Following the trial before the master, Pocatello submitted a post-trial brief, the first line of which stated, "This brief addresses all of the issues presented in the Court's six-day trial of Pocatello's 38 state-law SRBA claims." Pocatello listed the issues tried as follows:
* The 'OTHER PROVISIONS NECESSARY" remark recommended for 20 ground water rights associated with the City's interconnected culinary system.
* The recommended denial of the City's interconnected culinary wells as alternate points of diversion for the Mink Creek and Gibson Jack Creek surface water rights.
* The irrigation purpose of use recommended for Water Rights 29-7118, 29- 7119, and 29-7770.
* The priority dates for Water Rights 29-13558 and 29-13639.
In the portion of its brief entitled "Statement of the Case," it asserted, "Ultimately, Pocatello's claims for its integrated culinary system show the City's knowledge of and compliance with the SRBA's 'accomplished transfer' statute, Idaho Code 42-1425." In the footnote to this statement, it said, "On April 25, 2003, Pocatello filed 32 amended SRBA claims; Pocatello amended 22 of these claims to include additional points of diversion."
In the section of its brief describing the course of the proceedings before the master, Pocatello stated:
The City amended its SRBA claims to list each of these wells as points of diversion for the 21 ground water rights and four surface water rights that, as of November 19, 1987, were providing water for the City's integrated culinary system in town. These claims for "alternate points of diversion" were filed in accordance with the accomplished transfer statute, Idaho Code 42-1425.
(Emphasis added; footnotes omitted).
In its argument in the brief, Pocatello asserted, "Pocatello's evidence shows that its accomplished transfer claims meet the stated legislative intent of 42-1425 and the procedural requirements of the plain language of 42-1425." There was no mention in its brief of its assertion that section 42-1425 does not apply to transfers of points of diversion that occurred prior to May 26, 1969. Because Pocatello did not raise the issue before the special master, there is not a factual basis for this argument. As the district court wrote, "This Court has reviewed the record in detail and was unable to locate where in the record Pocatello establishes a date certain that the interconnected wells were in place."
It also did not raise the issue to the district court in its challenge of the special master's recommendations. It first raised the issue in its motion to alter or amend the court's judgment. In response, the district court wrote:
The State argues that Pocatello has attempted to introduce new evidence and legal theories in its Motion and Brief. Specifically, the State asserts that Pocatello never briefed or argued the issue of whether pre-1969 water rights are exempt from the Director's review under I.C. § 42-1425, prior to filing its Motion. This Court agrees.
As we stated above, a Rule 59(e) motion cannot be used to raise arguments or present evidence for the first time that could reasonably have been raised prior to the entry of judgment. Because this issue had not been raised to the district court prior to the entry of the final judgment, it could not be raised thereafter by a motion under Rule 59(e). Therefore, we will not address it on appeal.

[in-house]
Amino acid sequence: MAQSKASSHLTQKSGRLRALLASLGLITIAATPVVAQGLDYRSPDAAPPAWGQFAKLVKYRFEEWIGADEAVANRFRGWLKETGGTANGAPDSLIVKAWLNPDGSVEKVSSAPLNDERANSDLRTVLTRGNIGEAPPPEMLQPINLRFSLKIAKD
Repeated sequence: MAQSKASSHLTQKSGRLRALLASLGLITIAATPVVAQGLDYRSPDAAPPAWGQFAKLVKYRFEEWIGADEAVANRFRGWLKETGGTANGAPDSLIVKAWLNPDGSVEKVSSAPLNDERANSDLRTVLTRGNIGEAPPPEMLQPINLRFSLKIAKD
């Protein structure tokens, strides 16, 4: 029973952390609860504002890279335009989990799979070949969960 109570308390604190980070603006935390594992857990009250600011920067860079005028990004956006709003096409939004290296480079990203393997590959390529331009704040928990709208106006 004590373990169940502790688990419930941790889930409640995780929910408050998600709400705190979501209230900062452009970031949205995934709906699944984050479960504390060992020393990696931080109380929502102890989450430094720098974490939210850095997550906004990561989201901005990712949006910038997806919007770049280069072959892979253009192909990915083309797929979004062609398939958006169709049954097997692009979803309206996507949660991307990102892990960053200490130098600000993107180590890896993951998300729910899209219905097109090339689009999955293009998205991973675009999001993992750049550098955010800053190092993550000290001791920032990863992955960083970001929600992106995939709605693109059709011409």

Did the District Court Err in Holding that Pocatello's Wells Were Not Alternate Points of Diversion for Its Surface Water Rights?
Pocatello had used its surface water rights in Gibson Jack Creek and Mink Creek to supply its municipal water system until it was required to cease doing so in 1993 due to changing water quality regulations. It contends that its wells became alternate points of diversion for its surface water rights pursuant to the provisions of Idaho Code section 42-1425. The aquifer from which Pocatello pumps water and the two creeks are separate sources, even though they are hydrologically connected. The district court held that the statute does not authorize a change in the source element of a water right. The statute validates changes in "place of use, point of diversion, nature or purpose of use or period of use of a water right" under the specific circumstances. I.C. § 42-1425(2). Pocatello argues that "since a change in source necessarily includes a change in point of diversion, this statutory language should not be interpreted as prohibiting a change in source."
The interpretation of a statute is a question of law over which we exercise free review. Gooding County v. Wybenga, 137 Idaho 201, 204, 46 P.3d 18, 21 (2002). It must begin with the literal words of the statute, Thomson v. City of Lewiston, 137 Idaho 473, 478, 50 P.3d 488, 493 (2002); those words must be given their plain, usual, and ordinary meaning; and the statute must be construed as a whole. State v. Hart, 135 Idaho 827, 829, 25 P.3d 850, 852 (2001). If the statute is not ambiguous, this Court does not construe it, but simply follows the law as written. Hansen v. State Farm Mut. Auto. Ins. Co., 112 Idaho 663, 667, 735 P.2d 974, 978 (1987). We construe statutes under the assumption that the legislature was aware of all other statutes and precedents at the time the statute was passed. Druffel v. State Dept. of Transp., 136 Idaho 853, 856, 41 P.3d 739, 742 (2002).